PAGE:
Siemens real-time adaptive traffic control technology reduces travel times in Ann Arbor


A year-long study on the effect of Siemens’ adaptive traffic signal control technology on a major corridor in Ann Arbor, Michigan, has shown a marked reduction in travel times along the route.

Deployed south of Michigan Stadium on a route that runs alongside Interstate 94, Siemens’ SCOOT (split cycle offset optimization technique) real-time traffic control system has reduced weekday travel times along the Ellsworth Corridor by 12%, and weekend travel time by 21%. The technology has allowed Ann Arbor to improve its traffic flow to make it easier for its 115,000 residents, which swells to 185,000 when school is in session, to move in and around the city. Last December, Ann Arbor was also the first to be named a Siemens center of excellence for intelligent traffic technology, a partnership that brings the latest technologies to help the city improve commute, game day, and the overall travel experience. Based on these results, the city has decided to deploy and operate SCOOT technology on all downtown intersections in the upcoming year.

Traditionally, traffic patterns are pre-programmed to manage flow. The Siemens SCOOT technology takes an adaptive approach, allowing sensors at an intersection to detect vehicle volumes and communicate with the city’s control center and signals to change traffic patterns in real-time. For example, the system tallies vehicles approaching the light and makes signal adjustments before a queue forms. This insight is especially valuable for special events that can draw thousands and increase the number of expected vehicles on the roads. In addition to improving traffic flow, the SCOOT system also helps Ann Arbor enhance its operations. According to officials, the system optimizes traffic flow and does so reliably, using automatic monitoring systems.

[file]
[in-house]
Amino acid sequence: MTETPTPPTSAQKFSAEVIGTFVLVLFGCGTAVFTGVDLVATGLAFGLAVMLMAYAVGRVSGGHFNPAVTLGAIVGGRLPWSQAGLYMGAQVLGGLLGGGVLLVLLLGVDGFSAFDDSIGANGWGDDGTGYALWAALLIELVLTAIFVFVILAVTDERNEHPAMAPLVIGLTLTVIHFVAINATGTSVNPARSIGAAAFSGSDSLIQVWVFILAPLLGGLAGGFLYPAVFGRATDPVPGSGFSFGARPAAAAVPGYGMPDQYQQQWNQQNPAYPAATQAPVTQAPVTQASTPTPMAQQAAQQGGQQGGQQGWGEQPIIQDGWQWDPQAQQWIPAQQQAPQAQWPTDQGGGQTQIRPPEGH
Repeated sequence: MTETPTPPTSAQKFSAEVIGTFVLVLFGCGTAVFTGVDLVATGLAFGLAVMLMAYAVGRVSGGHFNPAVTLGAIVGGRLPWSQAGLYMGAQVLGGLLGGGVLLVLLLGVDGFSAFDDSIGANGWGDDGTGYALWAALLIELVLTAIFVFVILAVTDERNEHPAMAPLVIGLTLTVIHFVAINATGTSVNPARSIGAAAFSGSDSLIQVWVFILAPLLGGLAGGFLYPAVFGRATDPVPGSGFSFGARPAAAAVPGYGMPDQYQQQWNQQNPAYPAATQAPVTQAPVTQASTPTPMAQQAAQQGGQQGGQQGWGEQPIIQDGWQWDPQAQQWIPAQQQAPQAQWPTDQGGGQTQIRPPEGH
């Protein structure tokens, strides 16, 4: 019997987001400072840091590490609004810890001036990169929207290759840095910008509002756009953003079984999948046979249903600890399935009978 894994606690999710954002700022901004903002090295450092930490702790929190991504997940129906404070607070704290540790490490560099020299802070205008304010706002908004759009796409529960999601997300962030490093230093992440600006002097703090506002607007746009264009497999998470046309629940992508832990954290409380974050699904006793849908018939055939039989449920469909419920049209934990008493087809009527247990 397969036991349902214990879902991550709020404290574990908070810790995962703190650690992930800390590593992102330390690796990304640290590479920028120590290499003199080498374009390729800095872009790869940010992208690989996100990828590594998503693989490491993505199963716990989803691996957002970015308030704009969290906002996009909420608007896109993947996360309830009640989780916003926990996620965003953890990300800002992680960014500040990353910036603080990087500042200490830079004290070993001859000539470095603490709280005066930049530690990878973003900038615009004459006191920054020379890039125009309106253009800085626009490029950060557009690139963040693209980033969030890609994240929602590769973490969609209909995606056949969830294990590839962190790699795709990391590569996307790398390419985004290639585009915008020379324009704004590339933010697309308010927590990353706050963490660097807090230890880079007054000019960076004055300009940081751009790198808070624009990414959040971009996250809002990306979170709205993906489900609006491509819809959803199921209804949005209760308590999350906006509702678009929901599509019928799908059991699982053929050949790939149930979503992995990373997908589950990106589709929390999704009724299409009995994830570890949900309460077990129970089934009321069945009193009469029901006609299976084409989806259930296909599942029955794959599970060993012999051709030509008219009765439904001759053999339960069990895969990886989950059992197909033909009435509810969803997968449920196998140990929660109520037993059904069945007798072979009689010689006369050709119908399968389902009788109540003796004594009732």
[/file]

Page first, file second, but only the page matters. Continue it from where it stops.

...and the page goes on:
SCOOT began operating in Ann Arbor in April 2005, and was rolled out along most of the city’s main arteries. Its most recent deployment was along the Ellsworth Corridor. The city began the major data collection on SCOOT in December 2015, via a partnership with mobile analytics provider StreetLight Data, which conducted a study of the system employing GPS technology. Before implementing the SCOOT adaptive system, a driver had a 15% chance of navigating the corridor in less than three minutes. With SCOOT, the likelihood increased to more than 70%.

Siemens 12-year technology partnership with Ann Arbor has included the supply of intelligent traffic management software and hardware to provide insight into the city-wide system, and help mitigate congestion for hundreds of thousands of drivers. In 2012, Siemens specialized traffic controllers were included as part of the US Department of Transportation’s Ann Arbor test bed for connected vehicles. The specialized controllers transmit critical information to the ‘connected vehicles’ so they can make decisions in real-time to avoid crashes. Siemens has also provided versions of its Sepac controller firmware, and Tacticts advanced traffic management system (ATMS), that help the city’s traffic department plan, manage and control hundreds of signalized traffic intersections.

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About Author


Tom has edited Traffic Technology International (TTi) magazine and its Traffic Technology Today website since May 2014. During his time at the title, he has interviewed some of the top transportation chiefs at public agencies around the world as well as CEOs of leading multinationals and ground-breaking start-ups. Tom's earlier career saw him working on some the UK's leading consumer magazine titles. He has a law degree from the London School of Economics (LSE).